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STILL IN DRAFT MODE

Definition

One Gartner analyst defines Technical Debt as "the deviation of an application from non-functional requirements". Wikipedia's definition states "Technical debt (also known as design debt or code debt) is a concept in software development that reflects the implied cost of additional rework caused by choosing an easy solution now instead of using a better approach that would take longer."

The Gartner definition is more complete and possibly more useful. We can look at types of Non-Functional Requirements (NFRs):


  • Reliability
  • Security
  • Compatibility
  • Maintainability (Analyzability, Changeability,Testability) 
  • Usability
  • Portability
  • Efficiency
  • Performance
  • Stability

It's easy to understand how scoring lowly on these items would be a bad thing - and constitute "debt" that needed to be dealt with. However, a lot of these are hard to measure and quantify. For example, what are our requirements for maintainability? Or Efficiency? Or Stability? Clearly there is a point in which we'd say things are unnacceptable; if it took 3 months to fix a bug, the application is not maintainable enough. If it took 17 high powered servers to host 1 user the application isn't efficient enough. But when does Maintainability or Efficiency become good enough - i.e. good enough that we don't have to do any more work in the short term to improve it? Our experience is that most NFRs are assessed based gut feel and position relative to extremes, not specific metrics.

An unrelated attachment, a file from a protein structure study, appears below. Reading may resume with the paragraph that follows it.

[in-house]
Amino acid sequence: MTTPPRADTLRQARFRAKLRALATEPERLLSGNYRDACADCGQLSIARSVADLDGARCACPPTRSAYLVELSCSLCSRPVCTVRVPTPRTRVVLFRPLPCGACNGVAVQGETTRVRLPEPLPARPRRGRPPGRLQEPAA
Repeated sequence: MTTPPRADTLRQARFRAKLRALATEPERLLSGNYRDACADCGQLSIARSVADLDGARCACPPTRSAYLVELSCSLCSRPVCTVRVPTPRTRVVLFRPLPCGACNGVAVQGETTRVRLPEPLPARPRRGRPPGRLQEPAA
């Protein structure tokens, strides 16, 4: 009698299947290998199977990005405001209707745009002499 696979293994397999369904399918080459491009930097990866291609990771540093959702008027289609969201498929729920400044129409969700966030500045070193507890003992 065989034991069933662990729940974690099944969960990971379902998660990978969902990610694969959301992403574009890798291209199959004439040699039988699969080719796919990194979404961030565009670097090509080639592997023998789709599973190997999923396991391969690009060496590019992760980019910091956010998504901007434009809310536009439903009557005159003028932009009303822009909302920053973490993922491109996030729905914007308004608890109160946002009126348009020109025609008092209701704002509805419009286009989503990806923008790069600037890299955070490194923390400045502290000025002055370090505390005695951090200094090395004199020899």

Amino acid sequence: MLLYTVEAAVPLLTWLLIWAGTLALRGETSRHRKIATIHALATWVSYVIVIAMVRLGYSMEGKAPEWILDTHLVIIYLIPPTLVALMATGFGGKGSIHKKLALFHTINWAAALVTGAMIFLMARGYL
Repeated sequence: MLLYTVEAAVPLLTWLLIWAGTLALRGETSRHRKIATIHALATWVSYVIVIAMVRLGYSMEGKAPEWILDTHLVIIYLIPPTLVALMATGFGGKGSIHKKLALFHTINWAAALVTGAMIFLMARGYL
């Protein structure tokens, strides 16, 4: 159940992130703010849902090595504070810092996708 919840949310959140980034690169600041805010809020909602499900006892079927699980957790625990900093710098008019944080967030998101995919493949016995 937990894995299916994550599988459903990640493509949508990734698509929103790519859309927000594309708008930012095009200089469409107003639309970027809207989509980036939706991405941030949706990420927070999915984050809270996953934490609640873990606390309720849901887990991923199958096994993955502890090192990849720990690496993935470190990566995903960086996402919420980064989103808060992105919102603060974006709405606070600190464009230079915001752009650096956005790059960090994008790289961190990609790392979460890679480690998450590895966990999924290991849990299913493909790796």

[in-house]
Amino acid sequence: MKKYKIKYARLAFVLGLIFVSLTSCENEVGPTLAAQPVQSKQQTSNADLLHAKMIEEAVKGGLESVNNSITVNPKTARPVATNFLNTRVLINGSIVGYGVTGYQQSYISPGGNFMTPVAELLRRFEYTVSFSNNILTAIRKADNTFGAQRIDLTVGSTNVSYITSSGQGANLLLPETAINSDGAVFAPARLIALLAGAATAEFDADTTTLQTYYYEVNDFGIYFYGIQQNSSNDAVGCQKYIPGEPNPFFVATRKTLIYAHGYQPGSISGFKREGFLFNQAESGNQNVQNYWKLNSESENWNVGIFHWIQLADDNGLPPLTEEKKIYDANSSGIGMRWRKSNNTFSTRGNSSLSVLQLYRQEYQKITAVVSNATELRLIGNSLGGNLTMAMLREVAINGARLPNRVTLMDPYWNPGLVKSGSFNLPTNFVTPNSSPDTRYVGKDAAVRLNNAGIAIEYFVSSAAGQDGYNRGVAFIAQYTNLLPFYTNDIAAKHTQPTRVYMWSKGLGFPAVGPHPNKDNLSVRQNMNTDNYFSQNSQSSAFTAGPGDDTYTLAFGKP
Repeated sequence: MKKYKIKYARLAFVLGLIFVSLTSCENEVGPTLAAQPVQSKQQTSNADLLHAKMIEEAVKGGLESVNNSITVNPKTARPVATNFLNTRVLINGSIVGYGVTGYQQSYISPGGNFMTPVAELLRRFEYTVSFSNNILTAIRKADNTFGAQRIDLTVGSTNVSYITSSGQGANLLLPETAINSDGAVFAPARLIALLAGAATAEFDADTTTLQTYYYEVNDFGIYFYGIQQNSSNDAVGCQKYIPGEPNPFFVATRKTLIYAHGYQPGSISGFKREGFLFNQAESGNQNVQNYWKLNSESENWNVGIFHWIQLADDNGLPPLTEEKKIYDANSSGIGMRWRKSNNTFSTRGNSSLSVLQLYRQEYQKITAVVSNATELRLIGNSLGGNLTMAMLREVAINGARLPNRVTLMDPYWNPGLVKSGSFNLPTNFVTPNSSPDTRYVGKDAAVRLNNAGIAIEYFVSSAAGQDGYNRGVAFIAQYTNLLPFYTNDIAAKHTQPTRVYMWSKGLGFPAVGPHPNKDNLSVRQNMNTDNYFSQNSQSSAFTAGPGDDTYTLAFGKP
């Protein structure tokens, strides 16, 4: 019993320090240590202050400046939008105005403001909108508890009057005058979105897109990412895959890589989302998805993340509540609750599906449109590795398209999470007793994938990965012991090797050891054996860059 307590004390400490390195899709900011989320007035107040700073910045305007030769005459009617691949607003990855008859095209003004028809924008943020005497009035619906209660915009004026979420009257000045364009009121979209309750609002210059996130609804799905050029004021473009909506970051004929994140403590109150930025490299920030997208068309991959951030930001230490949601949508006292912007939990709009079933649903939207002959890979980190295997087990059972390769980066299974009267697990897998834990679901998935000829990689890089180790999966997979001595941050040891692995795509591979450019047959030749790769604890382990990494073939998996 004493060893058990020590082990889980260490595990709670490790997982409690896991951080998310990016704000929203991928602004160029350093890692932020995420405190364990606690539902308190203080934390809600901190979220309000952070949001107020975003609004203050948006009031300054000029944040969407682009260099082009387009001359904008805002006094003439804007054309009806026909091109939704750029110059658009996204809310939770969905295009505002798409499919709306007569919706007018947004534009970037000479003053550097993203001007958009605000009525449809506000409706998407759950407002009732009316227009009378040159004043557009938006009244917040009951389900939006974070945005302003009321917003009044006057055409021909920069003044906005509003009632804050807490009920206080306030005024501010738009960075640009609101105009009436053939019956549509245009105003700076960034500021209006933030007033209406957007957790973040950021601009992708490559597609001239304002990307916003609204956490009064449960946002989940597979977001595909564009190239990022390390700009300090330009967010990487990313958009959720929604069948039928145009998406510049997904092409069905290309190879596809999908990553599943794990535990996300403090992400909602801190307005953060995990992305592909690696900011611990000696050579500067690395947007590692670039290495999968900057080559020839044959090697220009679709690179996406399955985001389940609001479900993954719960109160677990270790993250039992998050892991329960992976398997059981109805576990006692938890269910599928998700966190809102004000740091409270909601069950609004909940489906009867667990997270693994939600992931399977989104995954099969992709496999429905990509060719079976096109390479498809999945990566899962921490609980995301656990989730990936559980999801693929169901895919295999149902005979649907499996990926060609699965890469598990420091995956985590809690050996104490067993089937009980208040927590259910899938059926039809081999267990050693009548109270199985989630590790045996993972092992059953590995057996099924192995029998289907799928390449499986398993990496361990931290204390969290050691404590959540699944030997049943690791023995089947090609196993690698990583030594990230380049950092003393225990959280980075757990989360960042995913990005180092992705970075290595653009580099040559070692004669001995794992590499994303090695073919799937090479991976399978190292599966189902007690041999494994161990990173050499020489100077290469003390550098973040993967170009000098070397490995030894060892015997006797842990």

We recommend that we define Technical Debt as:

Application characteristics that deviate from non-functional goals which merit work

Technical Debt is Subjective

The definition above uses the loose and non-defined term "non-functional goals", mostly because we feel it will be impossible to list all non-functional requirements, and therefore also very hard to list those that are actually important. Instead we recommend relying on the judgement of the people who are working on FOLIO to identify when things are deviating too much from what we feel are where we want to be. 


Here are a couple of concrete examples of Technical Debt:

External Dependency 

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